Lisa Thornbury: Party Mummy


Things They See And Hear Now

May Stick With Them For Years To Come

scared child

When I was thirteen, I saw the made for TV movie The Day After. My parents clearly had no idea that the anxiety caused by this movie would stick with me FOR DECADES!!! The film was "provocative, apocalyptic, and gut-wrenching."

It says so right on the poster!

For months after watching it, I had terrible nightmares. Even during the day I imagined that a moment of static on the radio meant that a nuclear missile had entered North American airspace and was minutes from impact. I pictured my family and I scrounging for food under the rubble while tending to our radiation burns. I was a total mess. 

My son is thirteen now and I'm wondering, what has HE seen or heard that is causing him to question his mortality and to worry about the health and safety of his family?

Being privy to heated and somewhat panicked discussions about the "surreal" era of Trump can't have done much to foster a carefree and hopeful outlook about the future of his planet. 

I hadn't thought of the movie The Day After for years. Now suddenly I'm worrying about political stability and the possibility of nuclear war. I'm a nervous thirteen year old all over again. 

Is my son worried too? Has the notion of a mentally unstable person at the helm of the most powerful country in the world kept him awake at all? I dare not bring it up for fear of implanting that sinister seed—for once it takes root and grows into a full fledged worry weed, it's impossible to prune that pricker back.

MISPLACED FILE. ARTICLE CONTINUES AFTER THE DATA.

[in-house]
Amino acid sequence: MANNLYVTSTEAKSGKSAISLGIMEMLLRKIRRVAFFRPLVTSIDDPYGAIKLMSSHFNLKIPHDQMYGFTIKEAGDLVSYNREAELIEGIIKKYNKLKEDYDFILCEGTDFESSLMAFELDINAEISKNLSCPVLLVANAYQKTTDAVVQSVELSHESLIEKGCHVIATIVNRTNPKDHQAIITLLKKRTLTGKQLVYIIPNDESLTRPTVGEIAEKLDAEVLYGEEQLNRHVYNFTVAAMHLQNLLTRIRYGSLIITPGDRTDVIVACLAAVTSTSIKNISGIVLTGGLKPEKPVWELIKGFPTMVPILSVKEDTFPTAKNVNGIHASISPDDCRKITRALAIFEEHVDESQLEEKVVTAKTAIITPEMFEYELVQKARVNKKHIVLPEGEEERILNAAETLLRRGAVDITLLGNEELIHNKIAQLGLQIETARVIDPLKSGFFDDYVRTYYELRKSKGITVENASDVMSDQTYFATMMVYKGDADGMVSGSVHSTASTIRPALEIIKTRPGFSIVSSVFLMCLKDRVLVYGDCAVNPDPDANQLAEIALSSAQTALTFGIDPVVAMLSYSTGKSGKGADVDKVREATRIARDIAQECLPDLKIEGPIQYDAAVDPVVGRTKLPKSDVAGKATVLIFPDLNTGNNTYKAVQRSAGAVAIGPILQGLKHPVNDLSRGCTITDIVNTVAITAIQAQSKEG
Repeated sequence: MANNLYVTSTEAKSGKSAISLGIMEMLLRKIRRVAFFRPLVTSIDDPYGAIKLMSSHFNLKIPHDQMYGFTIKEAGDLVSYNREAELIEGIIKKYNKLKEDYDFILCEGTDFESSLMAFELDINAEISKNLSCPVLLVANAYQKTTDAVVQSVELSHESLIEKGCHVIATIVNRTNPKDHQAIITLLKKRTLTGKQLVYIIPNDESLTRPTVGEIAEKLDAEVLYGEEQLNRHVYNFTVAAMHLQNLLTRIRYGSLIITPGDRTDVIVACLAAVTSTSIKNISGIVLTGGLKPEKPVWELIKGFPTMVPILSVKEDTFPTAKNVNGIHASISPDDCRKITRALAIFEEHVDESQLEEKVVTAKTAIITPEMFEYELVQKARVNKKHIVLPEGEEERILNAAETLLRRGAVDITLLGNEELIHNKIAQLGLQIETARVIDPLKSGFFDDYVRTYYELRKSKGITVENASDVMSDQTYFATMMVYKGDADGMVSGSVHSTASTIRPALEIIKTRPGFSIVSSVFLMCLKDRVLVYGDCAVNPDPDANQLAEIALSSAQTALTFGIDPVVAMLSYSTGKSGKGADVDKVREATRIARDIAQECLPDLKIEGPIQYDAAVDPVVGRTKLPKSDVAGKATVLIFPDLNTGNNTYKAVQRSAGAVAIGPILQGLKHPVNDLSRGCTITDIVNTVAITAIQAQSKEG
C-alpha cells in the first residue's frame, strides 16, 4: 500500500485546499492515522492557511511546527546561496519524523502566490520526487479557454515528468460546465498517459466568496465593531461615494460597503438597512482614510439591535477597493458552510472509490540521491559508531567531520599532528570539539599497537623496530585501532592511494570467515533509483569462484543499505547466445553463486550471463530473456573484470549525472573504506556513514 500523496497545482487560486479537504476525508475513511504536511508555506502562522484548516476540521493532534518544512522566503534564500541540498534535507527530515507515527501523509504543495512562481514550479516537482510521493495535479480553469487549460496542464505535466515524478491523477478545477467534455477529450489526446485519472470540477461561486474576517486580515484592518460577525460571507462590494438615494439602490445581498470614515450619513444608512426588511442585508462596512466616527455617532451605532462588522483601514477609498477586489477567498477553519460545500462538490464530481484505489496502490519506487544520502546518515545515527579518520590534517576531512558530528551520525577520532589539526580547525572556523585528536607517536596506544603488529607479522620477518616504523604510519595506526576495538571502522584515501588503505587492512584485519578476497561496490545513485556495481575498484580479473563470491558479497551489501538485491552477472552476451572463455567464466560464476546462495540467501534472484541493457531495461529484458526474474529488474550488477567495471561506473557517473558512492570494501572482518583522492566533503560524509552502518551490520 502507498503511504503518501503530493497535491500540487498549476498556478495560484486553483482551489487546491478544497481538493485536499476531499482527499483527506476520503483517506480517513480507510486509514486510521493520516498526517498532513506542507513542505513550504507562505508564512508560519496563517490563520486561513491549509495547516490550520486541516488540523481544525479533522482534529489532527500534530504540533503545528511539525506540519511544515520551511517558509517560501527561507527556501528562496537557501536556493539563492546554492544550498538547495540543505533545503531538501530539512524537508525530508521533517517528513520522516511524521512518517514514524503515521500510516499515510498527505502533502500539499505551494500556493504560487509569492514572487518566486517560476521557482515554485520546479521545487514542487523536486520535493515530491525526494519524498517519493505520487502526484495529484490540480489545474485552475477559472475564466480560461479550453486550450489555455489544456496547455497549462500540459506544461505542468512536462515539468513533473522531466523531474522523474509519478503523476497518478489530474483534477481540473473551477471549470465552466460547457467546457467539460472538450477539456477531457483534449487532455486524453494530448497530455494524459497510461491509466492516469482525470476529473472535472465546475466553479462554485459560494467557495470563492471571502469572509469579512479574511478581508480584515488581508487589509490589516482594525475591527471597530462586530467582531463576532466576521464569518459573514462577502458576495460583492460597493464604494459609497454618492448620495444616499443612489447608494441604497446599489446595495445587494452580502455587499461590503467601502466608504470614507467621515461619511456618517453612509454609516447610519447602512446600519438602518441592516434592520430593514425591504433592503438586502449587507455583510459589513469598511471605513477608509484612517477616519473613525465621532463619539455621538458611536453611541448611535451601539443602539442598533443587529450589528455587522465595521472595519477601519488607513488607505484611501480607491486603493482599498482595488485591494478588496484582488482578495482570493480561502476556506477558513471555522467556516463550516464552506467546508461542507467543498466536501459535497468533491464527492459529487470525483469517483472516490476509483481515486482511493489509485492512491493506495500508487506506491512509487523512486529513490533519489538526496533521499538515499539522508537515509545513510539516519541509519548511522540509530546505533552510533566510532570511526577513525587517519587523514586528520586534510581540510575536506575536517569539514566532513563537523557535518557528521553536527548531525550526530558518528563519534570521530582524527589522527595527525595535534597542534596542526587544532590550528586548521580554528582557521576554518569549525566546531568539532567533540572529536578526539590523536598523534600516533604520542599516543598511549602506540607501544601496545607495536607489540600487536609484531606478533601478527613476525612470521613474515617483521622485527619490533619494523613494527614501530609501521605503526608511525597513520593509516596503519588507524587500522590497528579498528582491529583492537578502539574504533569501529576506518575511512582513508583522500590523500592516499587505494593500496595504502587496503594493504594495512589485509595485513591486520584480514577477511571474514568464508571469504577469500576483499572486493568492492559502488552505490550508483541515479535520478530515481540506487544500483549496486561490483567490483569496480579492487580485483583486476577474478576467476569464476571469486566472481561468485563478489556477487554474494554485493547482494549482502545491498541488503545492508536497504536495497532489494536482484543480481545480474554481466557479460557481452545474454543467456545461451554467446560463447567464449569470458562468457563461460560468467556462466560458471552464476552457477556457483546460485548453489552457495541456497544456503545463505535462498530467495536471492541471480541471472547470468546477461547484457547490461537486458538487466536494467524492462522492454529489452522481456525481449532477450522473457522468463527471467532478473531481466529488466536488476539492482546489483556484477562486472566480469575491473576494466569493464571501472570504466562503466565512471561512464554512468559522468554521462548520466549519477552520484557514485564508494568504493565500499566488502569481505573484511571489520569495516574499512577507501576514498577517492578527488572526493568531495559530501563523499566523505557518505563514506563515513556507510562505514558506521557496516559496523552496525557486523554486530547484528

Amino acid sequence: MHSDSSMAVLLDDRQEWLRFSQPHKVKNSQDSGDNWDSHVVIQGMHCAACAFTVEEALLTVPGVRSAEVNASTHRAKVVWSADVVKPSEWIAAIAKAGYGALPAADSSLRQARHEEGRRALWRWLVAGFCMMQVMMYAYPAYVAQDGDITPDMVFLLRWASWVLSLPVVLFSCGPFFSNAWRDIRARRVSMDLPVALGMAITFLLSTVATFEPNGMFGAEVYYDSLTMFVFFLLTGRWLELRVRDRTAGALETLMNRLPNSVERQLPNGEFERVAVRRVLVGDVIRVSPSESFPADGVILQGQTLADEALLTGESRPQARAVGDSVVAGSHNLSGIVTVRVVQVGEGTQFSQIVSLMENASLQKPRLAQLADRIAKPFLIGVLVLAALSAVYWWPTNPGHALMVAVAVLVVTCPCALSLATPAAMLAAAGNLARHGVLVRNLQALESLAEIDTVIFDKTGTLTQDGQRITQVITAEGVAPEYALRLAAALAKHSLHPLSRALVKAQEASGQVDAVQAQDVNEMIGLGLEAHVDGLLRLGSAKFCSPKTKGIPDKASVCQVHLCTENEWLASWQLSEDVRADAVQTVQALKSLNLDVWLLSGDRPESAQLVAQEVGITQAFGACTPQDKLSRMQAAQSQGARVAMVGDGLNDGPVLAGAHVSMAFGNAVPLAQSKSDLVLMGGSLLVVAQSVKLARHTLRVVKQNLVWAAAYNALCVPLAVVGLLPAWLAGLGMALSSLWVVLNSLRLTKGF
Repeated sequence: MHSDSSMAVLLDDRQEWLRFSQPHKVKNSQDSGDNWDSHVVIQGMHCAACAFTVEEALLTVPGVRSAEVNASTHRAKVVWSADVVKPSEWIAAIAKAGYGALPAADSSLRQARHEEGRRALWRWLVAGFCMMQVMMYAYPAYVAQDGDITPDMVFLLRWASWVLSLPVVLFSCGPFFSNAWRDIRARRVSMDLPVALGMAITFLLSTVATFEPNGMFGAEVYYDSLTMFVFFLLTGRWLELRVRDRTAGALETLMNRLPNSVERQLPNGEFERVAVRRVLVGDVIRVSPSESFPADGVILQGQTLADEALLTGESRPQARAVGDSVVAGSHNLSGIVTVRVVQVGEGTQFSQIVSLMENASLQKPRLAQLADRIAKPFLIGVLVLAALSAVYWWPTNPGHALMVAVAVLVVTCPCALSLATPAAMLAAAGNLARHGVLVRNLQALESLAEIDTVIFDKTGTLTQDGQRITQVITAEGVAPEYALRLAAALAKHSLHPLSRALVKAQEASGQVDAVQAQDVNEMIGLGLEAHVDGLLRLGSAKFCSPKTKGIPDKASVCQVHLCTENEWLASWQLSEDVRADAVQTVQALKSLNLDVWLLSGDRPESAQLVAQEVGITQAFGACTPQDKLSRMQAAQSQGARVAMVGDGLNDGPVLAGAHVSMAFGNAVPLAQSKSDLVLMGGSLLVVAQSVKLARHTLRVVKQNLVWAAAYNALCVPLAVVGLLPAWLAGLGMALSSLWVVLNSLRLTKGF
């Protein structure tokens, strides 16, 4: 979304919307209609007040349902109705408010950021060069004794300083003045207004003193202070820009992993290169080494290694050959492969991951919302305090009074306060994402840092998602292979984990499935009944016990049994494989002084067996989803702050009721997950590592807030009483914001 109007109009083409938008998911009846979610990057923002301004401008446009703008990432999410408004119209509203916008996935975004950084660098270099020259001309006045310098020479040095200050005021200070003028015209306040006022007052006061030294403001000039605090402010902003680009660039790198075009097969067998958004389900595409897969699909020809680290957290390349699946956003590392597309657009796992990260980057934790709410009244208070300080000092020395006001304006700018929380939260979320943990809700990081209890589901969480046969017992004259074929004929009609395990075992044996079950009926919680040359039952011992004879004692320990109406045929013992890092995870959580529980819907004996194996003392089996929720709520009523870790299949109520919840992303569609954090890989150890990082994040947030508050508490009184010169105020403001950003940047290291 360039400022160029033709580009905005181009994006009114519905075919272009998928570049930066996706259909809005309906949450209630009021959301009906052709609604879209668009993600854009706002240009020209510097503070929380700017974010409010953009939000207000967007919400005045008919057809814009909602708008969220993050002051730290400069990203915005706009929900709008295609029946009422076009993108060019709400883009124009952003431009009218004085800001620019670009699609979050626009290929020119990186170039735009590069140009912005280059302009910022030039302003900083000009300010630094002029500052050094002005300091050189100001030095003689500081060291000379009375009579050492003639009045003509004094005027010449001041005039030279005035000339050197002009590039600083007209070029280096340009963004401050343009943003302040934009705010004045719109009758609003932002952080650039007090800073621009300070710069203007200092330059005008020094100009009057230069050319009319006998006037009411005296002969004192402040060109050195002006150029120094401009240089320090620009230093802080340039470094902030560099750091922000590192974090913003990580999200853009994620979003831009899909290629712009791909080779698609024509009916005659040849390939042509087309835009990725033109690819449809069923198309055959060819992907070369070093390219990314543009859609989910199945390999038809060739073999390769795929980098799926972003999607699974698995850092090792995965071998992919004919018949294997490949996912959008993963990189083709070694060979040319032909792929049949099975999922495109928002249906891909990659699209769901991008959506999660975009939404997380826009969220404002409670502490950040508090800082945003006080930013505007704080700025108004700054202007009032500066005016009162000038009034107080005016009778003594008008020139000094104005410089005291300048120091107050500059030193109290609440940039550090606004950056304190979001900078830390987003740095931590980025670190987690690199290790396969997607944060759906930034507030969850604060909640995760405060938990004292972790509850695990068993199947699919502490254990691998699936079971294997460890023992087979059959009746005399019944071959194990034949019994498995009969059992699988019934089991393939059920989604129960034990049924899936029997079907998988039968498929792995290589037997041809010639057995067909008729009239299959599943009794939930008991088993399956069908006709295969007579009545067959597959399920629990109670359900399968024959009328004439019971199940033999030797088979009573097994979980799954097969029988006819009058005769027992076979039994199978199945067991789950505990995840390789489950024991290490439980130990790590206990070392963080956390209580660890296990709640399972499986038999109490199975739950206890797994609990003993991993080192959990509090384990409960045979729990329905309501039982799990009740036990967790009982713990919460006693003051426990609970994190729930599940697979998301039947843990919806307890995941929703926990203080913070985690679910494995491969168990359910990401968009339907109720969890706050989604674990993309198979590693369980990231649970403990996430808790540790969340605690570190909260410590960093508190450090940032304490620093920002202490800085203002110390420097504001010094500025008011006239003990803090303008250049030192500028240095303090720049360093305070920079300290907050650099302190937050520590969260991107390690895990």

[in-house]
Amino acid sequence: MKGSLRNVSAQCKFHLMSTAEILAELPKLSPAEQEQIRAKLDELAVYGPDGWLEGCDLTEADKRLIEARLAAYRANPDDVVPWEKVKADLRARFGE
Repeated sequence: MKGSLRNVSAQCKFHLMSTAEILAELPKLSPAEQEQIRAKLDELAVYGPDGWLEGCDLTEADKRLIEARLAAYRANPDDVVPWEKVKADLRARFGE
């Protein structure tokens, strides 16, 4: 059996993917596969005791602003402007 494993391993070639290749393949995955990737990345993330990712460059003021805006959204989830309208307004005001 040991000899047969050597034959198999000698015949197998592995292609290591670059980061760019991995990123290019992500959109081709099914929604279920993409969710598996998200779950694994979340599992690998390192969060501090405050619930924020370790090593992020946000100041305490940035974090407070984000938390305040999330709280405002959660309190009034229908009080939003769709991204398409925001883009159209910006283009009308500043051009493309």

Our kids hear and see so much. Too much, in my opinion. They need to understand the world, but do they need to carry it on their tiny shoulders?

I'm wondering, do we give them too much credit and assume they can handle more than they actually can or should? 

I'm asking in earnest.

Friends of mine tease me for my bubble-wrapping tenancies. We've never allowed our son to play with toys or video games that glorify guns or violence. But now that he's a teen, we've let things slide. He understands the difference between fiction and reality, so maybe it's okay for him to shoot aliens and watch the news? Other kids are doing it and they're fine. 

But are they, are they really? 

My parents had no idea that a made-for-television movie would affect me so deeply and negatively and for so long. 

Can we as adults do a better job of protecting our kids from the evils of the world (real and imagined) until their brains and hearts are better able to cope?

The carefree innocence of childhood lasts for a blink of an eye. So shouldn't we shield our kids from the scary sh*t as long as we possibly can? And how do we do that in the age of instant clicky images and info?

I fear it's too late in my son's case. He's six feet tall and has an understanding of how the world works that is far more broad and sophisticated than me, decades his senior. 

But I'm asking in general, do we as a society glaze over the TMI factor? And are we scaring and scarring our kids for life?

That 1980's nuclear war movie was for-reals scary, but I fear real life news ("fake news" and otherwise) today might be even scarier. 

Aaaaaaannnnnd, discuss. 

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